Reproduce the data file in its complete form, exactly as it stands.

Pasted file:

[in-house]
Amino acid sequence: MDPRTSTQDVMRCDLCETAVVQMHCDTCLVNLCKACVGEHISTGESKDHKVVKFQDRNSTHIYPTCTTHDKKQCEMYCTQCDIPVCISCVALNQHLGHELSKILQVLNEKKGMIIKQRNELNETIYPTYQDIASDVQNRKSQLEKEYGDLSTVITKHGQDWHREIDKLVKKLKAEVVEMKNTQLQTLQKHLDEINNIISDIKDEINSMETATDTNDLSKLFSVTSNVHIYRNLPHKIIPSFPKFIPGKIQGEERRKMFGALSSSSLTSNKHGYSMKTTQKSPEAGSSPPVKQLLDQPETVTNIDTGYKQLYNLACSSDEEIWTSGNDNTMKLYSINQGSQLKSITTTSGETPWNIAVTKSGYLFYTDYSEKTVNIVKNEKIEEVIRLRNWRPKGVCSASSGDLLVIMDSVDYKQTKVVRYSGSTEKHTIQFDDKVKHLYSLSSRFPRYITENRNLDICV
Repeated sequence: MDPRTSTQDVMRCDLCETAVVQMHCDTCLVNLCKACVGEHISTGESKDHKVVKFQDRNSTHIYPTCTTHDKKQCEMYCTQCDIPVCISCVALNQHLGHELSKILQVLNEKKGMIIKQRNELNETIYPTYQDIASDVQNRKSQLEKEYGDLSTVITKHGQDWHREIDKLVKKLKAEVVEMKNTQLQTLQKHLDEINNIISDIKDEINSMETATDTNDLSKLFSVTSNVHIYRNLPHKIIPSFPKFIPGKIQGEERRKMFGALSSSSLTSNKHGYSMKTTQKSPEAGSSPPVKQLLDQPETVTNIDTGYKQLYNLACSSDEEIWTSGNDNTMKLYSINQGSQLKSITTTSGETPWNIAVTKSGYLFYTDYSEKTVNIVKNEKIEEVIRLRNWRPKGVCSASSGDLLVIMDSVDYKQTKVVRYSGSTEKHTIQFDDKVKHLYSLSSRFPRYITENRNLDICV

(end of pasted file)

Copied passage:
[in-house]
Amino acid sequence: MDPRTSTQDVMRCDLCETAVVQMHCDTCLVNLCKACVGEHISTGESKDHKVVKFQDRNSTHIYPTCTTHDKKQCEMYCTQCDIPVCISCVALNQHLGHELSKILQVLNEKKGMIIKQRNELNETIYPTYQDIASDVQNRKSQLEKEYGDLSTVITKHGQDWHREIDKLVKKLKAEVVEMKNTQLQTLQKHLDEINNIISDIKDEINSMETATDTNDLSKLFSVTSNVHIYRNLPHKIIPSFPKFIPGKIQGEERRKMFGALSSSSLTSNKHGYSMKTTQKSPEAGSSPPVKQLLDQPETVTNIDTGYKQLYNLACSSDEEIWTSGNDNTMKLYSINQGSQLKSITTTSGETPWNIAVTKSGYLFYTDYSEKTVNIVKNEKIEEVIRLRNWRPKGVCSASSGDLLVIMDSVDYKQTKVVRYSGSTEKHTIQFDDKVKHLYSLSSRFPRYITENRNLDICV
Repeated sequence: MDPRTSTQDVMRCDLCETAVVQMHCDTCLVNLCKACVGEHISTGESKDHKVVKFQDRNSTHIYPTCTTHDKKQCEMYCTQCDIPVCISCVALNQHLGHELSKILQVLNEKKGMIIKQRNELNETIYPTYQDIASDVQNRKSQLEKEYGDLSTVITKHGQDWHREIDKLVKKLKAEVVEMKNTQLQTLQKHLDEINNIISDIKDEINSMETATDTNDLSKLFSVTSNVHIYRNLPHKIIPSFPKFIPGKIQGEERRKMFGALSSSSLTSNKHGYSMKTTQKSPEAGSSPPVKQLLDQPETVTNIDTGYKQLYNLACSSDEEIWTSGNDNTMKLYSINQGSQLKSITTTSGETPWNIAVTKSGYLFYTDYSEKTVNIVKNEKIEEVIRLRNWRPKGVCSASSGDLLVIMDSVDYKQTKVVRYSGSTEKHTIQFDDKVKHLYSLSSRFPRYITENRNLDICV